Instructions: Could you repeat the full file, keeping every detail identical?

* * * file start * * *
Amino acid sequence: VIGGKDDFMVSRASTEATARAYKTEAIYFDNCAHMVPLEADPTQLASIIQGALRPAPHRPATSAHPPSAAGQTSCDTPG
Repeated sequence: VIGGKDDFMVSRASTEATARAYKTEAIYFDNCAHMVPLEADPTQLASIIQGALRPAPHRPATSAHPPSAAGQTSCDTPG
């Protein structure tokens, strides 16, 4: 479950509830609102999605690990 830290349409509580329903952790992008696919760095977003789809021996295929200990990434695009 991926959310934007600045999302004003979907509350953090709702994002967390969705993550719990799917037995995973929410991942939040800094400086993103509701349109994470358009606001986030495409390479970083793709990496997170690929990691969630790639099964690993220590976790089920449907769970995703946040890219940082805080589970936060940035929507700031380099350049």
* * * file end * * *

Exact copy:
Amino acid sequence: VIGGKDDFMVSRASTEATARAYKTEAIYFDNCAHMVPLEADPTQLASIIQGALRPAPHRPATSAHPPSAAGQTSCDTPG
Repeated sequence: VIGGKDDFMVSRASTEATARAYKTEAIYFDNCAHMVPLEADPTQLASIIQGALRPAPHRPATSAHPPSAAGQTSCDTPG
């Protein structure tokens, strides 16, 4: 479950509830609102999605690990 830290349409509580329903952790992008696919760095977003789809021996295929200990990434695009 991926959310934007600045999302004003979907509350953090709702994002967390969705993550719990799917037995995973929410991942939040800094400086993103509701349109994470358009606001986030495409390479970083793709990496997170690929990691969630790639099964690993220590976790089920449907769970995703946040890219940082805080589970936060940035929507700031380099350049």